I recently purchased a Windows 8 Phone and I have to say I’m rather impressed. I’ve used Android phones and have had to deal with the iPhone. Androids are solid phones, simple to use but can get a bit clunky if you use a lot of apps. The iPhone, well I never really thought much of the iPhone. They are nice and many people swear by them, I’ve just never really been impressed with them. You either do things Apple’s way or you don’t do them at all.
So what makes the Windows Phone stand out from the other two? A LOT less clutter and better, seamless integration with productivity Apps; if you are looking for something that is used primarily for business communication then the Windows Phone should be given a serious look.
Home Screen aka Revenge of the Tiles
Windows 8 was designed for mobile devices not desktops, hence the backlash from the desktop users. It is clear that while it gives Desktop Users fits of rage; the Tiled interface is a breeze for a Mobile Device. The interface is clean, simple and very customizable allowing you to pick and choose what apps are the easiest to access and rather flexible in how it can be laid out. You can have as many or as few Apps on your Home Screen as you want. That may not sound like a benefit at first, until you start to play around with the Resizing capabilities for each tile and setting up “Folders” to consolidate similar Apps.
The Home Screen for the Windows Phone is laid out in a Grid that allows you to adjust the size of an App Tile and place it within that Grid. Small, medium and large tiles will enable you to configure as few or as many Apps as you want on your screen. Currently I am able to access 18 different Apps without having to scroll using small and medium size tiles. Each of these Apps is placed within the Grid based on my preferences.
But let’s face it, it will take some getting used to the interface if you are used to an Android or iPhone.
Probably the biggest draw-back for many is the lack of Apps available for the Windows Phone. Compared with the Android and iPhone, the Windows Phone is far behind in the quantity of Apps available. Notice I said “quantity” not quality or variety of Apps; how many different Apps for Gmail do you need after all? But don’t let that fool you. Depending on the Make and Service Provider, Windows Phone comes with a bevy of Apps. There are enough Apps to satisfy the vast majority of Business users. Every major social media platform has an App available on the Windows Phone site and the number of Apps available is growing.
Windows Phones comes with several mobile versions of Microsoft products. OneNote, Outlook, OneDrive and Office are standard. The Office App is not only a stand-a-lone App but will also connect with your Office 365 subscription to further extend its capabilities.
Which brings me to the next aspect:
Connectivity and the Mobile Office
One of the aspects that the Windows Phone beats Android and the iPhone at is the ease of connecting to other services. Setting up a WiFi, Bluetooth or other wireless connection is quite simple. Configuring your email is a breeze.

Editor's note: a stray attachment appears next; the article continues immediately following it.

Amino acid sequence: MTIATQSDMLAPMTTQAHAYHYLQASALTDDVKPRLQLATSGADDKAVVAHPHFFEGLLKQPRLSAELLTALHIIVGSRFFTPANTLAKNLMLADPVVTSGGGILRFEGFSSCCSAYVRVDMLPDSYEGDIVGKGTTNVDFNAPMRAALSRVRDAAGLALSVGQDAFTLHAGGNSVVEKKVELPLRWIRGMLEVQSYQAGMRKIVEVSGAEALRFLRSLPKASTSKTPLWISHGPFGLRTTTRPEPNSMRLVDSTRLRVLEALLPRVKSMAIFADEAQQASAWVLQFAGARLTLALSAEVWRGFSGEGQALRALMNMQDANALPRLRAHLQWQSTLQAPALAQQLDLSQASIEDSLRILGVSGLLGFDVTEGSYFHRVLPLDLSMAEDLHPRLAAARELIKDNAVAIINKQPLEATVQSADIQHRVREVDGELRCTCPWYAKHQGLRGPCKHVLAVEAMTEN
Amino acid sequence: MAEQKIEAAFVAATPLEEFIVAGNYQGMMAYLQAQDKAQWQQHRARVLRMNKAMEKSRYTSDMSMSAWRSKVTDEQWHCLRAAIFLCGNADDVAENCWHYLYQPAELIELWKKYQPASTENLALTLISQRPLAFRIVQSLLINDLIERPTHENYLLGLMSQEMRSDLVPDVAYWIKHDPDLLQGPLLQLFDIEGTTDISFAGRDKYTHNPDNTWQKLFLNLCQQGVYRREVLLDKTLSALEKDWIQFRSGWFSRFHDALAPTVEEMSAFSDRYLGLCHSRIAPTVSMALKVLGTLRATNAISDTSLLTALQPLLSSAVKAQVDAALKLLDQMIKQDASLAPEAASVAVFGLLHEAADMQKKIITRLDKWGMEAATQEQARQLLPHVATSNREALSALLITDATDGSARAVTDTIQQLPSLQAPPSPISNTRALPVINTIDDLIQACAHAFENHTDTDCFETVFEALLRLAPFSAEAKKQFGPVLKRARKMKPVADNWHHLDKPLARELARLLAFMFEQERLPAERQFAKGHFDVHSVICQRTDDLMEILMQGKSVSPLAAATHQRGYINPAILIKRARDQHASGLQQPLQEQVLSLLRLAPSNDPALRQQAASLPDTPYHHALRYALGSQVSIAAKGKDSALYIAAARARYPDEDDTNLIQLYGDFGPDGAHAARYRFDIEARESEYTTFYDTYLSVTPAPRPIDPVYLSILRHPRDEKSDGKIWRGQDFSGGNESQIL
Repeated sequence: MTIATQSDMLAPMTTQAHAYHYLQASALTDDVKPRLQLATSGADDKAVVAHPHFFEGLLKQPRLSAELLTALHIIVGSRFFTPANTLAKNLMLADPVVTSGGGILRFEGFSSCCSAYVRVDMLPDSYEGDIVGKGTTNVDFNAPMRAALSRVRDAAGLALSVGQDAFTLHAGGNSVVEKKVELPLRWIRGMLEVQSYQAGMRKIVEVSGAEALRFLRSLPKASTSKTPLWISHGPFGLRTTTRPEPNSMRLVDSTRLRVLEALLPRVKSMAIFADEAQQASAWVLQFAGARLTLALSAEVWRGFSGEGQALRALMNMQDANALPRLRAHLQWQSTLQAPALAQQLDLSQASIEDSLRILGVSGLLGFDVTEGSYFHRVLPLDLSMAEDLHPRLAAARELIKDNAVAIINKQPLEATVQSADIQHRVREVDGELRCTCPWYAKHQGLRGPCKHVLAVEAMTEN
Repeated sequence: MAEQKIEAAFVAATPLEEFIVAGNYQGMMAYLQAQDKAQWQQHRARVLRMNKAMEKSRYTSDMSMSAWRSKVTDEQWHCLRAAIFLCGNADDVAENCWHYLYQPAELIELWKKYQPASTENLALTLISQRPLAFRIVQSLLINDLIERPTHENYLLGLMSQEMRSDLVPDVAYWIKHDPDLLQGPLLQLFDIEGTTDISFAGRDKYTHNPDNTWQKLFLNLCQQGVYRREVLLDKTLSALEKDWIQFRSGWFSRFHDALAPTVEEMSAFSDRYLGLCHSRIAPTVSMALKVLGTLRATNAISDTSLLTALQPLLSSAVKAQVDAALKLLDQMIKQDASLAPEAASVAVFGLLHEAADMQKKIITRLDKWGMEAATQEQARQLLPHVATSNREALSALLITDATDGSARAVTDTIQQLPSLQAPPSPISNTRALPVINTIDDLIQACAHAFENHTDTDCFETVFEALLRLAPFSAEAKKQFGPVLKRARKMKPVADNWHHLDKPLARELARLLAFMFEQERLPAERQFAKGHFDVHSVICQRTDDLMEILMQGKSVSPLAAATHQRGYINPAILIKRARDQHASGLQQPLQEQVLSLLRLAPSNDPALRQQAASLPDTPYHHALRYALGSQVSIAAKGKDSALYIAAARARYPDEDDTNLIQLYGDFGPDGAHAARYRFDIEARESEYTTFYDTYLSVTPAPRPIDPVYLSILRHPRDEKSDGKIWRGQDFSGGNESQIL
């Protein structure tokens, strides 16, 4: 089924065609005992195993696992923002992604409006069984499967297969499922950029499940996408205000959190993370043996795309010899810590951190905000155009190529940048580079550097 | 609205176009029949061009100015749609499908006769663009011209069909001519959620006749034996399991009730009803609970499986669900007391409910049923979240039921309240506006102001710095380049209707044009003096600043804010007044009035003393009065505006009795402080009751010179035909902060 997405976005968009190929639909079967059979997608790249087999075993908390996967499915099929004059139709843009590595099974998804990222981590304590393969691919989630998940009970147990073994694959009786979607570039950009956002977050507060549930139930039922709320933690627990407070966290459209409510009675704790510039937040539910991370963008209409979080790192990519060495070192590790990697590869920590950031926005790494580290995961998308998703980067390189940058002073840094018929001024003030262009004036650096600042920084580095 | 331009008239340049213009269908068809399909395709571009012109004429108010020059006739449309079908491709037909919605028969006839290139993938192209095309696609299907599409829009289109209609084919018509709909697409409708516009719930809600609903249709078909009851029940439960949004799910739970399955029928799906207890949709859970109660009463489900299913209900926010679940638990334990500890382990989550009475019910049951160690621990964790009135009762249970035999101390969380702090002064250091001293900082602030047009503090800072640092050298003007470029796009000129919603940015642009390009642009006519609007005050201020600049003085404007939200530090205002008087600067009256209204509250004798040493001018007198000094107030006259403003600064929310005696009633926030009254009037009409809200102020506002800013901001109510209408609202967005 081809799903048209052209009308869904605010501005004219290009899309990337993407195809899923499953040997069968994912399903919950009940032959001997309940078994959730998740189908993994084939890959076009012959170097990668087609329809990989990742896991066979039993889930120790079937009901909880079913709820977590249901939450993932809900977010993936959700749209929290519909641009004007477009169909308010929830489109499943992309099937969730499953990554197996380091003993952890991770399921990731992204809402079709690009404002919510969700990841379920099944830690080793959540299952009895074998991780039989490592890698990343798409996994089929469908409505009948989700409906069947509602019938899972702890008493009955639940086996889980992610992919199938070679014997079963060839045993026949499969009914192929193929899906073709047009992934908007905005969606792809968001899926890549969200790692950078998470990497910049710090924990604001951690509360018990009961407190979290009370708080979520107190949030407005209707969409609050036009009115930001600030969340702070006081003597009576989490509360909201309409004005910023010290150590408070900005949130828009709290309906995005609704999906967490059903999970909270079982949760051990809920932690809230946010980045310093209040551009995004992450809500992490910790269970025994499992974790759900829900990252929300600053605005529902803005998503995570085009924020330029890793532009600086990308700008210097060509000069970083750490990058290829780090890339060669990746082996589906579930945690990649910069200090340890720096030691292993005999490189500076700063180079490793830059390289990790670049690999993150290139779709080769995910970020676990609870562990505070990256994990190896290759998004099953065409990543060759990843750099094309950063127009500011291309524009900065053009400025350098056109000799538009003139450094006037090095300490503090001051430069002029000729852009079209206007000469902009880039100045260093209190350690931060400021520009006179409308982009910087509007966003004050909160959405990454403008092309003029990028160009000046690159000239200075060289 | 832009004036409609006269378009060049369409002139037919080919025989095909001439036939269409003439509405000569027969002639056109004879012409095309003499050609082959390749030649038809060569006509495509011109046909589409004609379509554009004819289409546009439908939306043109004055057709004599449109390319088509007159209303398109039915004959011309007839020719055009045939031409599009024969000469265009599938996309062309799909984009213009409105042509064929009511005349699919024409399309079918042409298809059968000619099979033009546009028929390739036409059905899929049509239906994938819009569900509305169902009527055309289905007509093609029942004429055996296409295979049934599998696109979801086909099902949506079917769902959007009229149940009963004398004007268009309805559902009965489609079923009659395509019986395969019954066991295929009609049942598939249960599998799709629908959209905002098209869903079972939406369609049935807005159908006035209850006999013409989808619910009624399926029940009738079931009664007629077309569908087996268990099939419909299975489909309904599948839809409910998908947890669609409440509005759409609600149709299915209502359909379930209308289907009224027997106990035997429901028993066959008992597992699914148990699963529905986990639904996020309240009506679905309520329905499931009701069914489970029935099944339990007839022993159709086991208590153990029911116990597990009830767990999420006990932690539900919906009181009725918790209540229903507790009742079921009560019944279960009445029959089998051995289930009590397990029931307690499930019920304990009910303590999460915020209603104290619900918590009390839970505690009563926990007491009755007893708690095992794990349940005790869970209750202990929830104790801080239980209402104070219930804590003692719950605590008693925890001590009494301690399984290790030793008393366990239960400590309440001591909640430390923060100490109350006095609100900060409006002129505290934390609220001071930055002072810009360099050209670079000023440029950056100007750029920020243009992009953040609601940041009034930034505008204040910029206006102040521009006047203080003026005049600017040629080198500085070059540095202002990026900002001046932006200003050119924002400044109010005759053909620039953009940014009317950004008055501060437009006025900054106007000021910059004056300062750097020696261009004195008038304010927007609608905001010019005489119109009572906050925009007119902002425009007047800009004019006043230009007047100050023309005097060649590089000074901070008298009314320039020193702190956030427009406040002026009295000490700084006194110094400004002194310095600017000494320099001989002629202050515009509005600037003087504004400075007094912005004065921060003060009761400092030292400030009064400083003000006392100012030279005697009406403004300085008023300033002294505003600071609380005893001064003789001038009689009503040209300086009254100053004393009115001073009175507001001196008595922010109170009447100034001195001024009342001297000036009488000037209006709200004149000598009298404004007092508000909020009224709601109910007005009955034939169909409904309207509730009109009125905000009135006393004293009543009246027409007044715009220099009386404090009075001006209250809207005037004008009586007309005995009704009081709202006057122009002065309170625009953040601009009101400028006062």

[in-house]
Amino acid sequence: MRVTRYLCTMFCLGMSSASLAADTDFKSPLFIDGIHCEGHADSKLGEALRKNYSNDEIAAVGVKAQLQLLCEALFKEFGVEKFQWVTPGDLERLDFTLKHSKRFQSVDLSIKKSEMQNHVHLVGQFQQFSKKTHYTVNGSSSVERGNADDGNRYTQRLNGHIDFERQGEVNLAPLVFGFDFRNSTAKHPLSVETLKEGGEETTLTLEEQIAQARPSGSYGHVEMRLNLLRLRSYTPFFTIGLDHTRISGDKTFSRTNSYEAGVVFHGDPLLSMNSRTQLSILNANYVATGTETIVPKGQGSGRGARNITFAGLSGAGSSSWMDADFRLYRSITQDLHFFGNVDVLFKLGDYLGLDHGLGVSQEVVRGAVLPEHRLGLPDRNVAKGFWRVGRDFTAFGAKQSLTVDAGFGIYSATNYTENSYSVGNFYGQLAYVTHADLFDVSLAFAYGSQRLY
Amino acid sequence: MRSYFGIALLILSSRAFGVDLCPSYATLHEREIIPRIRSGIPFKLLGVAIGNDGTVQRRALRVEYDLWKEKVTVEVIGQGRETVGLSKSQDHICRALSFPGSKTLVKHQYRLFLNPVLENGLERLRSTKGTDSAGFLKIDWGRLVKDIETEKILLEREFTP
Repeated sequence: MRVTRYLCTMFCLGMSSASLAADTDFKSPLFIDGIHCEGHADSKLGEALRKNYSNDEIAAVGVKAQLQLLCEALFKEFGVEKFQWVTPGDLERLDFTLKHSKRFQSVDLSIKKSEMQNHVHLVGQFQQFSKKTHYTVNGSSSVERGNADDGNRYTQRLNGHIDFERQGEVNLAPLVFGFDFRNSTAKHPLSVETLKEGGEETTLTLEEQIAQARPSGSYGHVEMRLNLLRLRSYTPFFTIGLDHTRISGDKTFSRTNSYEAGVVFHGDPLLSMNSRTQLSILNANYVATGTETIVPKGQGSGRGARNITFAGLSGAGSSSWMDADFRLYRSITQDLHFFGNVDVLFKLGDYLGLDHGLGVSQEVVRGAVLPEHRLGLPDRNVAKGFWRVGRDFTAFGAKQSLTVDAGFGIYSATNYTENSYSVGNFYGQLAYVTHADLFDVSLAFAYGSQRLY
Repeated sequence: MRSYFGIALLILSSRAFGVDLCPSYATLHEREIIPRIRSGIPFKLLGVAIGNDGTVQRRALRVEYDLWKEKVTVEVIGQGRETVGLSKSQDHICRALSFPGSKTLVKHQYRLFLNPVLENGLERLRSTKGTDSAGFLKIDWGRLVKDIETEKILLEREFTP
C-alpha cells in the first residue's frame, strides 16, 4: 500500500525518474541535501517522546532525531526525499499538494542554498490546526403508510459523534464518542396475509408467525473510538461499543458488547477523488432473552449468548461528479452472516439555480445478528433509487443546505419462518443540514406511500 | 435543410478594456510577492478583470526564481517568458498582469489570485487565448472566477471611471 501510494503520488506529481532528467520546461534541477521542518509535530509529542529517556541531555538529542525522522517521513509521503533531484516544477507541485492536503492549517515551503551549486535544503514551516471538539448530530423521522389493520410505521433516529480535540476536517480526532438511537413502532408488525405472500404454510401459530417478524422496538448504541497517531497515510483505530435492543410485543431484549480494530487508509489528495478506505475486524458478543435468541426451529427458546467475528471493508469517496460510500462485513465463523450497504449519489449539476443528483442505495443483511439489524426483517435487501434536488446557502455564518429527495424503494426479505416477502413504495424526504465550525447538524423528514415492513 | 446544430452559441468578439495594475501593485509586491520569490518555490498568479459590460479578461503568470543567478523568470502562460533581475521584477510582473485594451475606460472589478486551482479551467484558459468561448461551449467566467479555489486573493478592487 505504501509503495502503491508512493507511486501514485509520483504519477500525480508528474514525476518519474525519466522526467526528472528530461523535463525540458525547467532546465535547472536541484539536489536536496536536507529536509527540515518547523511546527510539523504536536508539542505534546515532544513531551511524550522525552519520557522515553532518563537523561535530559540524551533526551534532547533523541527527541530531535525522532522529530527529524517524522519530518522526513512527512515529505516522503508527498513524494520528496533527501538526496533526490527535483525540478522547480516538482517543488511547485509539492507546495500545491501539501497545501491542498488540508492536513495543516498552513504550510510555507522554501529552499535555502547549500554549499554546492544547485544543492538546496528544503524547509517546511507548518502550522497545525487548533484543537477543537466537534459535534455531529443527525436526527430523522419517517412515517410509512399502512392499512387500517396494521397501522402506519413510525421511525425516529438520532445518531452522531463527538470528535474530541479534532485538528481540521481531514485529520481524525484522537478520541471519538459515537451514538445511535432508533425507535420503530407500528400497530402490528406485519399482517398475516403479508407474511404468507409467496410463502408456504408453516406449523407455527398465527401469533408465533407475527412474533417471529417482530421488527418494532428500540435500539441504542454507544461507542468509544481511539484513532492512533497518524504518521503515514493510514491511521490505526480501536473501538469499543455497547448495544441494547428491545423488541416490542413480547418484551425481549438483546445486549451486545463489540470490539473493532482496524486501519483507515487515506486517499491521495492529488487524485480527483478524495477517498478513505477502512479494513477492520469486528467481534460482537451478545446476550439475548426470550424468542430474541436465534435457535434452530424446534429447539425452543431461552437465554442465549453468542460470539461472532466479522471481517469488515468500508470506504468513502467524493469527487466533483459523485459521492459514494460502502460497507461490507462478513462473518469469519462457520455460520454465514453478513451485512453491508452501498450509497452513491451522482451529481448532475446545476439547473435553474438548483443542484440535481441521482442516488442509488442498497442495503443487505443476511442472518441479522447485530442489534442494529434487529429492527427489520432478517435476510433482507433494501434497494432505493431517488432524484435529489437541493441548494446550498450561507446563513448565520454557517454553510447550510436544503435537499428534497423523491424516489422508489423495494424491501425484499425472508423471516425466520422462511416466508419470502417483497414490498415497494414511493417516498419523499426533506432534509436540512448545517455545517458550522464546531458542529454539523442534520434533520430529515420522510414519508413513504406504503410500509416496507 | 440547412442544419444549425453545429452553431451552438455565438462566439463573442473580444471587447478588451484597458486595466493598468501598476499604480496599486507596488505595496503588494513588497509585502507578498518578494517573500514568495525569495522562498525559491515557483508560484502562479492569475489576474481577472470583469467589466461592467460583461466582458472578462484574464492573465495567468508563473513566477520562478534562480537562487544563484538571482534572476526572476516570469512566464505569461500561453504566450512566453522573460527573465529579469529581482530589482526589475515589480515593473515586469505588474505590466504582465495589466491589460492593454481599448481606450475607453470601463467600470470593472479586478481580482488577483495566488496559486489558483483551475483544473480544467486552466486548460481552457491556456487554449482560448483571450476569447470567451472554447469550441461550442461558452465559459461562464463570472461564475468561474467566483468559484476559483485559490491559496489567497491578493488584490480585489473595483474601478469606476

But the most impressive aspect is the flawless integration with Microsoft’s Cloud services and Applications. Let’s be honest; how many times have you heard someone make the previous statement about a Microsoft product? If you have an Outlook.com, Office 365 subscription or a OneDrive account, you can easily integrate them into your phone. The Apps are already installed and it is simply a matter of connecting them to your account.
The ease of integration with your contacts and calendars make the phone a great deal easier to manage. If you have an Outlook account or Office 365 subscription, your calendar and contacts are synced with those accounts. No more worrying about how to transfer your contacts and calendars from desktop to your phone or vice versa. Once you log into either account your phone automatically adds your contacts and calendars. Conversely, adding a contact or calendar item on your phone will automatically update them on the services so when you return to your office those updates are there on your computer.
For those Google Apps users, much of the same rings true. Your Gmail and Google Calendars will sync pretty seamlessly with the phone. However, there are some issues and it can glitch out requiring you to download separate Apps.
There are several other aspects that make the Windows 8 Phone stand out from its competitors. But here are a couple worth mentioning:
Hubs for instance offer a great deal more than just shortcuts. The Music Hub for example allows you to access your music from the cloud, your phone or even other Apps such as Spotify or Deezer. The People Hub is also incredibly powerful allowing you to access all of your interaction with a single contact whether it is a text, phone call or on Facebook in one spot.
Rooms are another unique feature to the Windows Phone. Chat, share photos, calendars or notes with specific people even if they don’t have a Windows Phone. Having this kind of instant access and communication to people in your office is a must for some people.
There are other elements that I won’t go into as it would make this post far too long. With that said, if I had my choice for a business centric Mobile device, it would between two: the Windows Phone and Android. My leanings are towards the Windows Phone but it ultimately comes down to what you want to do with the phone.